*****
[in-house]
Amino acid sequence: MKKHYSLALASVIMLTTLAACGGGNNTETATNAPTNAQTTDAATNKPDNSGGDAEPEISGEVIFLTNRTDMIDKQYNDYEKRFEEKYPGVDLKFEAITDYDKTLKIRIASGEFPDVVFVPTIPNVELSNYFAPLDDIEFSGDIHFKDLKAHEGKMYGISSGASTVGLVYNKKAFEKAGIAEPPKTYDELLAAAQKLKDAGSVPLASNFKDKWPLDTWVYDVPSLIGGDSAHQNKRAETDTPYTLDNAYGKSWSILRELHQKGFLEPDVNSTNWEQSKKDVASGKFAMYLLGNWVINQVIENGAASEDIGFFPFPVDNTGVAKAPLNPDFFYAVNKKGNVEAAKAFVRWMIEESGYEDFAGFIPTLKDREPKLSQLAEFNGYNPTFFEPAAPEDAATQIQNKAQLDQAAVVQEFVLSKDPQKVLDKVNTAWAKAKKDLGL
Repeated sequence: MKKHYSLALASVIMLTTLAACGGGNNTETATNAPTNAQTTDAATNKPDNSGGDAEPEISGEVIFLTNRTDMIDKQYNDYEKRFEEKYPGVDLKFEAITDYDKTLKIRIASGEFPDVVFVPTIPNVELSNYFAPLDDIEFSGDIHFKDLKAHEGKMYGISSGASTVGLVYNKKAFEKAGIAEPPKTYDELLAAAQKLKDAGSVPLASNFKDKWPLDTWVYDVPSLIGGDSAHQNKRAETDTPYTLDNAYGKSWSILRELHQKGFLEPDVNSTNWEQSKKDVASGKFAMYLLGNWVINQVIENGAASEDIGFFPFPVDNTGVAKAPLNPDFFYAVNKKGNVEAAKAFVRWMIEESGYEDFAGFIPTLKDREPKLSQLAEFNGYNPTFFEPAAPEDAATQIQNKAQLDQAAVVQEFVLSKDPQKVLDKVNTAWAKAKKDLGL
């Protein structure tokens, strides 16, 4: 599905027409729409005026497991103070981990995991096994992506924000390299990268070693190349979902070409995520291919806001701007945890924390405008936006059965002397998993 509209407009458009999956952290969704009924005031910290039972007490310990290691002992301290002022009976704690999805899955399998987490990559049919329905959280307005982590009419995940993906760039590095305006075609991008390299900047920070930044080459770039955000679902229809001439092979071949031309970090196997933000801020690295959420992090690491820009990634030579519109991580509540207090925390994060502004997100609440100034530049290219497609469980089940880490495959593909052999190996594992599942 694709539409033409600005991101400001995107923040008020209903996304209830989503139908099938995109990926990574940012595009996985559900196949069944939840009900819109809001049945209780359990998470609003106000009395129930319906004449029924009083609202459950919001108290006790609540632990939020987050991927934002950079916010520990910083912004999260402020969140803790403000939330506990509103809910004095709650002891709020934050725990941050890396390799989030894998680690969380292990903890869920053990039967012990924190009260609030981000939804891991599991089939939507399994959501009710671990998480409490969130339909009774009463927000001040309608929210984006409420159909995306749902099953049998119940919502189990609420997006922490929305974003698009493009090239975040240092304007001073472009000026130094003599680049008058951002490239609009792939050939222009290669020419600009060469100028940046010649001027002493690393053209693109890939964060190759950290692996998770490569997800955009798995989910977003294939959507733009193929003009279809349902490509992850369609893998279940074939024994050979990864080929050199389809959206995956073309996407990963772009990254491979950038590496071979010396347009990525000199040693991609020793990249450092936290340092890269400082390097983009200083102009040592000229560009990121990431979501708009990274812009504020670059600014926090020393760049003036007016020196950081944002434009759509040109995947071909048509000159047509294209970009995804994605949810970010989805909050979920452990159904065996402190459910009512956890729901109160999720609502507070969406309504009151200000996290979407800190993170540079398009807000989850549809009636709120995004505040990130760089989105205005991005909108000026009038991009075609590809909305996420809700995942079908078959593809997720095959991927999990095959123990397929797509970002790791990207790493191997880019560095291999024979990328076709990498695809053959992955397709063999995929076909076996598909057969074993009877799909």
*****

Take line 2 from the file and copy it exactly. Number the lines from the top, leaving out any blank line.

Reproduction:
Amino acid sequence: MKKHYSLALASVIMLTTLAACGGGNNTETATNAPTNAQTTDAATNKPDNSGGDAEPEISGEVIFLTNRTDMIDKQYNDYEKRFEEKYPGVDLKFEAITDYDKTLKIRIASGEFPDVVFVPTIPNVELSNYFAPLDDIEFSGDIHFKDLKAHEGKMYGISSGASTVGLVYNKKAFEKAGIAEPPKTYDELLAAAQKLKDAGSVPLASNFKDKWPLDTWVYDVPSLIGGDSAHQNKRAETDTPYTLDNAYGKSWSILRELHQKGFLEPDVNSTNWEQSKKDVASGKFAMYLLGNWVINQVIENGAASEDIGFFPFPVDNTGVAKAPLNPDFFYAVNKKGNVEAAKAFVRWMIEESGYEDFAGFIPTLKDREPKLSQLAEFNGYNPTFFEPAAPEDAATQIQNKAQLDQAAVVQEFVLSKDPQKVLDKVNTAWAKAKKDLGL